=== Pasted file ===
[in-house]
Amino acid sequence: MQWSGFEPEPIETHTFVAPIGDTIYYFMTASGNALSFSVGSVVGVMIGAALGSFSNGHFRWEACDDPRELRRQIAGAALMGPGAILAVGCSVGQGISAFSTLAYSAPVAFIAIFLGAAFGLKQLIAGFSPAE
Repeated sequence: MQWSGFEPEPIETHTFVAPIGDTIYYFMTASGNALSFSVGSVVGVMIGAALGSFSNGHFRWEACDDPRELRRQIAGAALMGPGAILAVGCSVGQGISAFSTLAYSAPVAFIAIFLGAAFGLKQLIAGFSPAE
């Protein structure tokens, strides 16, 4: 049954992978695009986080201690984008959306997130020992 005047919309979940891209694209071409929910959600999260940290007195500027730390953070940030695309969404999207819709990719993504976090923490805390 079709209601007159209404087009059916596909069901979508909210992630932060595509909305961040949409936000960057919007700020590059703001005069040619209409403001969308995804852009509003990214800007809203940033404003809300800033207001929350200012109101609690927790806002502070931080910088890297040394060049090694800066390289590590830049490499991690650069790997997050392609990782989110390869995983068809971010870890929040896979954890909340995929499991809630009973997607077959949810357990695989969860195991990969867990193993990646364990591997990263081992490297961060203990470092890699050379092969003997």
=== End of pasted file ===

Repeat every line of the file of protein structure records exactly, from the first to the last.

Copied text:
[in-house]
Amino acid sequence: MQWSGFEPEPIETHTFVAPIGDTIYYFMTASGNALSFSVGSVVGVMIGAALGSFSNGHFRWEACDDPRELRRQIAGAALMGPGAILAVGCSVGQGISAFSTLAYSAPVAFIAIFLGAAFGLKQLIAGFSPAE
Repeated sequence: MQWSGFEPEPIETHTFVAPIGDTIYYFMTASGNALSFSVGSVVGVMIGAALGSFSNGHFRWEACDDPRELRRQIAGAALMGPGAILAVGCSVGQGISAFSTLAYSAPVAFIAIFLGAAFGLKQLIAGFSPAE
């Protein structure tokens, strides 16, 4: 049954992978695009986080201690984008959306997130020992 005047919309979940891209694209071409929910959600999260940290007195500027730390953070940030695309969404999207819709990719993504976090923490805390 079709209601007159209404087009059916596909069901979508909210992630932060595509909305961040949409936000960057919007700020590059703001005069040619209409403001969308995804852009509003990214800007809203940033404003809300800033207001929350200012109101609690927790806002502070931080910088890297040394060049090694800066390289590590830049490499991690650069790997997050392609990782989110390869995983068809971010870890929040896979954890909340995929499991809630009973997607077959949810357990695989969860195991990969867990193993990646364990591997990263081992490297961060203990470092890699050379092969003997």